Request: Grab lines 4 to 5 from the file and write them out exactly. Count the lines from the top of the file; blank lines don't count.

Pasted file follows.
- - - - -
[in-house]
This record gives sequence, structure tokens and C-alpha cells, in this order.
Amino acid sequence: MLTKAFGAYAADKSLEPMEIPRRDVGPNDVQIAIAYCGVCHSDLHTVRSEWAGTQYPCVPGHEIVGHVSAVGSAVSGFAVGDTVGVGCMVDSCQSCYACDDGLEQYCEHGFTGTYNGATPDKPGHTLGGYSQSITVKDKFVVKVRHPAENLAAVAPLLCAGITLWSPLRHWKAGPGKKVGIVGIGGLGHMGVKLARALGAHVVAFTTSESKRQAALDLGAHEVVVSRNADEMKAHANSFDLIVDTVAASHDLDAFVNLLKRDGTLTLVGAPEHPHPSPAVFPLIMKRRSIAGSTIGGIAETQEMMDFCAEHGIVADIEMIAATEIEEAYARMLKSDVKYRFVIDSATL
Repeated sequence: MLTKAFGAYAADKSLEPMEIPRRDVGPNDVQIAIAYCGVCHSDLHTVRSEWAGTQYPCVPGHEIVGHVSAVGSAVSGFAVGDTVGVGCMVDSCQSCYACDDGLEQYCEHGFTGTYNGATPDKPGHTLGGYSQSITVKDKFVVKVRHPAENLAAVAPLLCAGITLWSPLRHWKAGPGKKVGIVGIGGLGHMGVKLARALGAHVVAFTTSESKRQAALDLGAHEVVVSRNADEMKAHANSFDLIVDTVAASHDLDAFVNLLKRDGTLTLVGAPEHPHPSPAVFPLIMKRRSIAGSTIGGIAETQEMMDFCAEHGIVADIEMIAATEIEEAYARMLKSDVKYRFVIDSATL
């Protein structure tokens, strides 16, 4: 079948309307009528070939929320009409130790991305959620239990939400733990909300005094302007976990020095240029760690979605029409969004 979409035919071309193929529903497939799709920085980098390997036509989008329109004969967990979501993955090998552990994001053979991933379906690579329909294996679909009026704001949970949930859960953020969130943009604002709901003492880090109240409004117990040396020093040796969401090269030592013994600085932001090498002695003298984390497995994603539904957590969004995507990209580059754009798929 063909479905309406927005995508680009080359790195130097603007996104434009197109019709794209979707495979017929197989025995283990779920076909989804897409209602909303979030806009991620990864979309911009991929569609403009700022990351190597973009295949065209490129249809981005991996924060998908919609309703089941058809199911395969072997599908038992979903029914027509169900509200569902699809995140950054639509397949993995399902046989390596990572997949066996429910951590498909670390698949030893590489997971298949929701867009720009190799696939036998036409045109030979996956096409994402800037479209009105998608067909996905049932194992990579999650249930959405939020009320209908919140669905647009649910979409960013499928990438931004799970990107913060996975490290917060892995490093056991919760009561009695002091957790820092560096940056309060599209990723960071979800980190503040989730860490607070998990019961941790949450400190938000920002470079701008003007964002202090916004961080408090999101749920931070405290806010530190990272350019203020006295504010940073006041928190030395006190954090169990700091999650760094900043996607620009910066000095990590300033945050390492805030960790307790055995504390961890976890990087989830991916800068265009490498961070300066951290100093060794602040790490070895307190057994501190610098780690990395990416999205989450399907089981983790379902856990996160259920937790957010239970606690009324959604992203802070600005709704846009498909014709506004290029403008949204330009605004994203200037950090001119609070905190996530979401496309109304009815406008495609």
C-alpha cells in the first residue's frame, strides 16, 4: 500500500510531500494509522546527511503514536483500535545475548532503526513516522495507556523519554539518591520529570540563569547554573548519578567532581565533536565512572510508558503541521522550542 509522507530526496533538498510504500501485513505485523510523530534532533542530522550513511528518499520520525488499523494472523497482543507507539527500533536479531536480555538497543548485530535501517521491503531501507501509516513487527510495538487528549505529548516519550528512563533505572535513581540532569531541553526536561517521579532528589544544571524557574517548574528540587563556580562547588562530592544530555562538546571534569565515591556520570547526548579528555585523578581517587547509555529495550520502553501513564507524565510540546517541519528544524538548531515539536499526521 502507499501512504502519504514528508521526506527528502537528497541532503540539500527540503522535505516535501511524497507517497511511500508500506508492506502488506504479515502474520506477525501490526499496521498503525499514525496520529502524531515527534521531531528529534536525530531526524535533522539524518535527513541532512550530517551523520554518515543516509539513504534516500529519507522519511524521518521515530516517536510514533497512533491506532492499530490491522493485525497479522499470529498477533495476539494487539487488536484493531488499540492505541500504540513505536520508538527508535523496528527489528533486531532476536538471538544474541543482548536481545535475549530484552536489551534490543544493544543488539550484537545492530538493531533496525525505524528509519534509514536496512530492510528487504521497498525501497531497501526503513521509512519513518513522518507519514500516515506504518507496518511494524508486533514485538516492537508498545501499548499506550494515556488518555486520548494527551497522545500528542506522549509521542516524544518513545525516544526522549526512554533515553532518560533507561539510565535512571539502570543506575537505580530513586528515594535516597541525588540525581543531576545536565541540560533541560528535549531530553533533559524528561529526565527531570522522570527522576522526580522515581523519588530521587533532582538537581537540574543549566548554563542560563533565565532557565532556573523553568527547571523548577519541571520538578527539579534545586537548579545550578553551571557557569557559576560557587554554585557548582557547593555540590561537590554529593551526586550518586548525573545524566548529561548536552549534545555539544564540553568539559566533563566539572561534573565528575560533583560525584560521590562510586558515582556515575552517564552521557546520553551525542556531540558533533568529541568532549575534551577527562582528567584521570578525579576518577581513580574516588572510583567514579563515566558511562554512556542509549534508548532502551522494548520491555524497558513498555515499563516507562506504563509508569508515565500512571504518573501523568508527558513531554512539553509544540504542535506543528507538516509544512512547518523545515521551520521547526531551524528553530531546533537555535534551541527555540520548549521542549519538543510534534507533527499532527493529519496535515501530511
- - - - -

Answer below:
Repeated sequence: MLTKAFGAYAADKSLEPMEIPRRDVGPNDVQIAIAYCGVCHSDLHTVRSEWAGTQYPCVPGHEIVGHVSAVGSAVSGFAVGDTVGVGCMVDSCQSCYACDDGLEQYCEHGFTGTYNGATPDKPGHTLGGYSQSITVKDKFVVKVRHPAENLAAVAPLLCAGITLWSPLRHWKAGPGKKVGIVGIGGLGHMGVKLARALGAHVVAFTTSESKRQAALDLGAHEVVVSRNADEMKAHANSFDLIVDTVAASHDLDAFVNLLKRDGTLTLVGAPEHPHPSPAVFPLIMKRRSIAGSTIGGIAETQEMMDFCAEHGIVADIEMIAATEIEEAYARMLKSDVKYRFVIDSATL
């Protein structure tokens, strides 16, 4: 079948309307009528070939929320009409130790991305959620239990939400733990909300005094302007976990020095240029760690979605029409969004 979409035919071309193929529903497939799709920085980098390997036509989008329109004969967990979501993955090998552990994001053979991933379906690579329909294996679909009026704001949970949930859960953020969130943009604002709901003492880090109240409004117990040396020093040796969401090269030592013994600085932001090498002695003298984390497995994603539904957590969004995507990209580059754009798929 063909479905309406927005995508680009080359790195130097603007996104434009197109019709794209979707495979017929197989025995283990779920076909989804897409209602909303979030806009991620990864979309911009991929569609403009700022990351190597973009295949065209490129249809981005991996924060998908919609309703089941058809199911395969072997599908038992979903029914027509169900509200569902699809995140950054639509397949993995399902046989390596990572997949066996429910951590498909670390698949030893590489997971298949929701867009720009190799696939036998036409045109030979996956096409994402800037479209009105998608067909996905049932194992990579999650249930959405939020009320209908919140669905647009649910979409960013499928990438931004799970990107913060996975490290917060892995490093056991919760009561009695002091957790820092560096940056309060599209990723960071979800980190503040989730860490607070998990019961941790949450400190938000920002470079701008003007964002202090916004961080408090999101749920931070405290806010530190990272350019203020006295504010940073006041928190030395006190954090169990700091999650760094900043996607620009910066000095990590300033945050390492805030960790307790055995504390961890976890990087989830991916800068265009490498961070300066951290100093060794602040790490070895307190057994501190610098780690990395990416999205989450399907089981983790379902856990996160259920937790957010239970606690009324959604992203802070600005709704846009498909014709506004290029403008949204330009605004994203200037950090001119609070905190996530979401496309109304009815406008495609």